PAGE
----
It is then urged by the appellees that the decrees in question, having simply followed the directions of previous decrees, originated no error, and that the only alternative is to affirm them. But the decrees involved in this appeal now under consideration are dependent upon the decree of foreclosure and sale, and the latter having been reversed, the decrees in question are left without support, and fall of themselves, by reason of that reversal, vitiated by the common error. As they are already annulled by operation of law, the subject-matter of the appeal is withdrawn, and the appeal itself must be dismissed for lack of anything on which it can operate.
The other decree involved in this appeal was entered November 19, 1877, and is a personal judgment in favor of Huidekoper, Shannon, and Denison, as trustees for themselves and other bondholders, for the deficiency arising from the excess of the amount found due by the decree of foreclosure and sale, over the credit, given of the proceeds of the sale of the mortgaged property. This deficiency is ascertained to be $1,823,573.84, and execution is awarded therefor, against the railroad company, in favor of the above-named parties.
It would seem that the reasons given for dismissing the appeal as to the other decrees apply with equal force to the one now under consideration; and such, we think, would be the rule in ordinary cases; for the existence and amount of the deficiency must usually be dependent on the findings of the decree of foreclosure and sale, as to the amount due, and the extent to which that may have been reduced by the proceeds of the sale. But the present judgment is not in the customary form. Instead of finding the amount due to the complainants in whose behalf the sale was decreed, the judgment is rendered in favor of Huidekoper, Shannon, and Denison, as trustees for the bondholders. They claim not to have been parties to the suit at the time the decree of foreclosure and sale was rendered, and as we do not consider it proper to investigate or pass upon that claim in the present proceeding, we entertain the appeal, as to the deficiency decree, and reverse it, for the error which required the reversal of the decree of foreclosure and sale.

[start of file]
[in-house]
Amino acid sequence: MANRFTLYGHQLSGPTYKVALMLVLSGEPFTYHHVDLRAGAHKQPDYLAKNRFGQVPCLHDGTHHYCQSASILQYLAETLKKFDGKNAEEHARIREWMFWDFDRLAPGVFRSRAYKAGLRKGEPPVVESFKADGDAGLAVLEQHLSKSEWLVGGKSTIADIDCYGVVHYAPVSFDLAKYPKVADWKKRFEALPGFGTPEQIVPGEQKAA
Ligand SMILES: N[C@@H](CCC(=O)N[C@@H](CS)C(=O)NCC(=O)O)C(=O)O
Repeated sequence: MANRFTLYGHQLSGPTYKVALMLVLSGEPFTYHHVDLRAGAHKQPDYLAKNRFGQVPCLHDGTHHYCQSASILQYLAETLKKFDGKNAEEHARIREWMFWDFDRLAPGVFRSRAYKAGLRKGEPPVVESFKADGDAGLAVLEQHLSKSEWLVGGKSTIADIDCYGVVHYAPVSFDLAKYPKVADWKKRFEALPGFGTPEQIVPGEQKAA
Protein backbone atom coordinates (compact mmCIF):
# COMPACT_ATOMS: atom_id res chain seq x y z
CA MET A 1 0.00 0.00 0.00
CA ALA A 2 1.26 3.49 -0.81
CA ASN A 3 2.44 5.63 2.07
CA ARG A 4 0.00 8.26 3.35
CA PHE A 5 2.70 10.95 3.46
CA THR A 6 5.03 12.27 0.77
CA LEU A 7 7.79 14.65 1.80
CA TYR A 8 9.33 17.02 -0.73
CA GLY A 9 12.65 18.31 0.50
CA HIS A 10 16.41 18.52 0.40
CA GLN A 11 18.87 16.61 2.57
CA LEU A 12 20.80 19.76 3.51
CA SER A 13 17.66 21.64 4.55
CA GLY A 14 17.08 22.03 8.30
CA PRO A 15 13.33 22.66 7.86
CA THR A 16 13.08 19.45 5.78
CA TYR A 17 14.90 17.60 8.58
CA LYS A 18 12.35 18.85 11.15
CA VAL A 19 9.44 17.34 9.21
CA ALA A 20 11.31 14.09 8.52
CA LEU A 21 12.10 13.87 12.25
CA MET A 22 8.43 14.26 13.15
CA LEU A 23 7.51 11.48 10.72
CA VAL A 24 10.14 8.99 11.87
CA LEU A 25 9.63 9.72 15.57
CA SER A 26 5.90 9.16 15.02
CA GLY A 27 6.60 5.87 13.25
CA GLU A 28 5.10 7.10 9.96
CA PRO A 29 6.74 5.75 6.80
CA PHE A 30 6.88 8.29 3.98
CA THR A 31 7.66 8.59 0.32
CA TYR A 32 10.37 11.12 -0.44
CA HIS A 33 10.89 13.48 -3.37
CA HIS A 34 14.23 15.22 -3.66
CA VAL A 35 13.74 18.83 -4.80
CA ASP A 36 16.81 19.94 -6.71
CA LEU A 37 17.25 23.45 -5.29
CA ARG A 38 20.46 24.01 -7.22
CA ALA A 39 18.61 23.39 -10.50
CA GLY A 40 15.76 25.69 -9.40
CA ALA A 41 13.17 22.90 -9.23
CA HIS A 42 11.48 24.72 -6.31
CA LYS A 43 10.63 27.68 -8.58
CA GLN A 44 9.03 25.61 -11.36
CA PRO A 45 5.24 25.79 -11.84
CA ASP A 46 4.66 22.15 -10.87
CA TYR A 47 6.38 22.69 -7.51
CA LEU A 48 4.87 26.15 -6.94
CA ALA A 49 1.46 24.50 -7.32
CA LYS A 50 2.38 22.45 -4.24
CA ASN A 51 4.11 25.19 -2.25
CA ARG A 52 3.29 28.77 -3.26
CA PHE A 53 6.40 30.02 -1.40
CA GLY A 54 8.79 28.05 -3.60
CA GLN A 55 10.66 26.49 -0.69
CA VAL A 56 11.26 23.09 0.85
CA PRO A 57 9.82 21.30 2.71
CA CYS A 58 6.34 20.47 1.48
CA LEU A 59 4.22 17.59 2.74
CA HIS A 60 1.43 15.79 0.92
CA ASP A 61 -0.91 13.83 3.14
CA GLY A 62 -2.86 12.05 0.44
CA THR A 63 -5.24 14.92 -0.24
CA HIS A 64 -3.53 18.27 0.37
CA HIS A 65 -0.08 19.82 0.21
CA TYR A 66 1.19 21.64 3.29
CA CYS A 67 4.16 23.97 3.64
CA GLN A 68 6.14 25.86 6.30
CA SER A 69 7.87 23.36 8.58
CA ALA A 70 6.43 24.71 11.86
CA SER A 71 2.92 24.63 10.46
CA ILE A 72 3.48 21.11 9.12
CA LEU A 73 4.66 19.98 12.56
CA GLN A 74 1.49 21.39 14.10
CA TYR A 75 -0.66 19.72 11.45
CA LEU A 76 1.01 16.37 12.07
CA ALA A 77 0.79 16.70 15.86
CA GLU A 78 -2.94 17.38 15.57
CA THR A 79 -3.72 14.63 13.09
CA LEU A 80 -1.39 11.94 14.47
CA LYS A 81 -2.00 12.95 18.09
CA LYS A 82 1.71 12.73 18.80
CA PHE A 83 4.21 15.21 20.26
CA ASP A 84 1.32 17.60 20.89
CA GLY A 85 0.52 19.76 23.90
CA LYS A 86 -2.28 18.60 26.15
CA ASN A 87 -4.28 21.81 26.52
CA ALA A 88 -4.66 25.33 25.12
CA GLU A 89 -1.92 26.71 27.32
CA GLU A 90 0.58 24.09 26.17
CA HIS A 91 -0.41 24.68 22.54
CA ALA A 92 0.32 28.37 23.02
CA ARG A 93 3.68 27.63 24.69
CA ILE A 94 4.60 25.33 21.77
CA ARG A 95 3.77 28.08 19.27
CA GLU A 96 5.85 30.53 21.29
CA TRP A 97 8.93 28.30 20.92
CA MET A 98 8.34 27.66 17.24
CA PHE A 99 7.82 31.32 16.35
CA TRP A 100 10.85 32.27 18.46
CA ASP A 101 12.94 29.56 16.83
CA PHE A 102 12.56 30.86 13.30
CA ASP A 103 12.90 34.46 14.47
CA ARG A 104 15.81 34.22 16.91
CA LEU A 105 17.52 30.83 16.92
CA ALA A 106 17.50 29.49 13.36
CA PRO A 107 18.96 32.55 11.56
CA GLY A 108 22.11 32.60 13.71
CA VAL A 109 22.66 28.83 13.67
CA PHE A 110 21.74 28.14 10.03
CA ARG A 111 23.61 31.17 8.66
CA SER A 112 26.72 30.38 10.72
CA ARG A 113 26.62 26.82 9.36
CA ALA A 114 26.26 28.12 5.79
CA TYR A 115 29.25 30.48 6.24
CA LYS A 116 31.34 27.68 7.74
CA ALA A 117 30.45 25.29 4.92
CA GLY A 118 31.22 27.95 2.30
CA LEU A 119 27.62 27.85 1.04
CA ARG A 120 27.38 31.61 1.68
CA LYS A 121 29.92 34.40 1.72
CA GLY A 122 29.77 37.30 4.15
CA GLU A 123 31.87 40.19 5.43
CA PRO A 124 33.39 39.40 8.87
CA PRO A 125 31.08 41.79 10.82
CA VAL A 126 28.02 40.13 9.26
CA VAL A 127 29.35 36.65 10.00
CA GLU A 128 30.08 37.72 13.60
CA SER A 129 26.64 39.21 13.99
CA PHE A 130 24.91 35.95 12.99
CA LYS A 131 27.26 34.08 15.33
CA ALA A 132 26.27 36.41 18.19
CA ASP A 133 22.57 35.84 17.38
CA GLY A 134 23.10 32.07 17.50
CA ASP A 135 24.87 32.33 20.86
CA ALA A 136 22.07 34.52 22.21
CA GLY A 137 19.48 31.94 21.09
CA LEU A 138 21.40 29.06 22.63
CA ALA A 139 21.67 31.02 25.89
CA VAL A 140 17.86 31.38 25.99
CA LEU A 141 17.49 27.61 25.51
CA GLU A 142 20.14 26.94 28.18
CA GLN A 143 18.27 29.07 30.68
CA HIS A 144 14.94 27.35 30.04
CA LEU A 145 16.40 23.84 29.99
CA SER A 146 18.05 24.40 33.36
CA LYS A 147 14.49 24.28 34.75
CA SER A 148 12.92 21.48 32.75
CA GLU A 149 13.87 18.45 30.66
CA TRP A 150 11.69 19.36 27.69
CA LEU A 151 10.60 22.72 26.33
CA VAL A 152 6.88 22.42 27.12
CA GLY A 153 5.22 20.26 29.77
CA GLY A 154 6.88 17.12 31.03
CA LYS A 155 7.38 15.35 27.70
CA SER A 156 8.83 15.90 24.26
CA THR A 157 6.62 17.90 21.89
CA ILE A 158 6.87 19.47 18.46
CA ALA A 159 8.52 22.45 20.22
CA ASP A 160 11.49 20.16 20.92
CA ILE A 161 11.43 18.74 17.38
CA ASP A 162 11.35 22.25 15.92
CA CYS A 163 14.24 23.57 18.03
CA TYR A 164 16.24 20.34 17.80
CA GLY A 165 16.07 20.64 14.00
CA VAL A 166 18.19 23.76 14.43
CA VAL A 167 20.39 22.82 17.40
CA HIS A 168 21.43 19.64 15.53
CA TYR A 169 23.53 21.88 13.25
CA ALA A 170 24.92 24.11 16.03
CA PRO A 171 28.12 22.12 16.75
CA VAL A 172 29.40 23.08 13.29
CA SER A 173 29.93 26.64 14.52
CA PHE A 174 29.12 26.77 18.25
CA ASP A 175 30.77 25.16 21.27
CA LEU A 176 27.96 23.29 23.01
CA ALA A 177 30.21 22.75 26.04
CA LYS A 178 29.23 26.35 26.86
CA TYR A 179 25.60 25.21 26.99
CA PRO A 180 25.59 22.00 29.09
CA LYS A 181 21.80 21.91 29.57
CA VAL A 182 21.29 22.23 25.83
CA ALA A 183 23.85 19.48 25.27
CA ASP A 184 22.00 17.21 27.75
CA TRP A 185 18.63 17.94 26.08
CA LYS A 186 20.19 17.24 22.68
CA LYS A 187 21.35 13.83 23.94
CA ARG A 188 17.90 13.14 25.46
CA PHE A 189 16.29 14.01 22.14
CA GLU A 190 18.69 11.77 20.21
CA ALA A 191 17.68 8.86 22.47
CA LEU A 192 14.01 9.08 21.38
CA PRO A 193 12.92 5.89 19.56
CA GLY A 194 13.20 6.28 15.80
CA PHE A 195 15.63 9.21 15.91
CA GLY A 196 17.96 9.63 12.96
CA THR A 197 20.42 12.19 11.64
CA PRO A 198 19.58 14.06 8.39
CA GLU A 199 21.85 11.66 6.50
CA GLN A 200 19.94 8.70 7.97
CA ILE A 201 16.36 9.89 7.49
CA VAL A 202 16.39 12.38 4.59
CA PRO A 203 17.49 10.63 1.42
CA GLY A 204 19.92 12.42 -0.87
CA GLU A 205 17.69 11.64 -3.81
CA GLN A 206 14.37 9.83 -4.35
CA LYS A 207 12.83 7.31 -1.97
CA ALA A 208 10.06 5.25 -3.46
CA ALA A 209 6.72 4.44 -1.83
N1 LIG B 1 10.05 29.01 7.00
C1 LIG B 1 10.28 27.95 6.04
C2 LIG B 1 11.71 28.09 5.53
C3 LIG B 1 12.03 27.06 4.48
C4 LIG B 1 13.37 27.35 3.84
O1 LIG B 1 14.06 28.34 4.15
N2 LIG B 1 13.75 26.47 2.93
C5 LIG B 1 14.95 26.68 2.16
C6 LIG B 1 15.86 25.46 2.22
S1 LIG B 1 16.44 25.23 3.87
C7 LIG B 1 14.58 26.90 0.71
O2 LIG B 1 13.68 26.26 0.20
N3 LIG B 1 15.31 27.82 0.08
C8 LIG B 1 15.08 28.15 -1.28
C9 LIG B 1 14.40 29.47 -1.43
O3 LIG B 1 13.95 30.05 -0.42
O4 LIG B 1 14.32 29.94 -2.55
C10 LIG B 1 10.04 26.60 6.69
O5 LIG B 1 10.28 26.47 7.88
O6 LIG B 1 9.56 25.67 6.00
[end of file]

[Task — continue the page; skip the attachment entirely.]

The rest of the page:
The argument of the present appeal, on both sides, seems to have been influenced by the consideration that it possibly involved a present adjudication of the effect its determination might have upon the rights of the purchasers at the sale and the present title of the property sold. But no question of that character is involved. Whether the purchasers were parties to the litigation, either by name upon the record or in interest and by representation, so as to be affected by the error in the proceeding for which the decrees have been reversed, or whether they or their assigns are protected by the principle and policy that uphold the titles of bona fide purchasers without notice, at judicial sales, and any other that may be mooted touching the point, are questions which do not arise upon the present appeal, and are left for further consideration in case they should be presented in a subsequent stage of this or by virtue of proceedings in some other suit.
For the reasons announced, it is therefore ordered that the appeal from the decrees of April 12, 1877, and of April 16, 1877, respectively, be dismissed, upon the ground that the decrees were vacated by the reversal of the prior decree of foreclosure and sale, rendered December 5, 1876, and that the decree entered November 19, 1877, in favor of Frederick W. Huidekoper, Thomas W. Shannon, and John M. Denison, trustees, be reversed, and that the cause be remanded with directions to proceed therein as may be just and equitable.
The appellants are entitled to their costs on this appeal.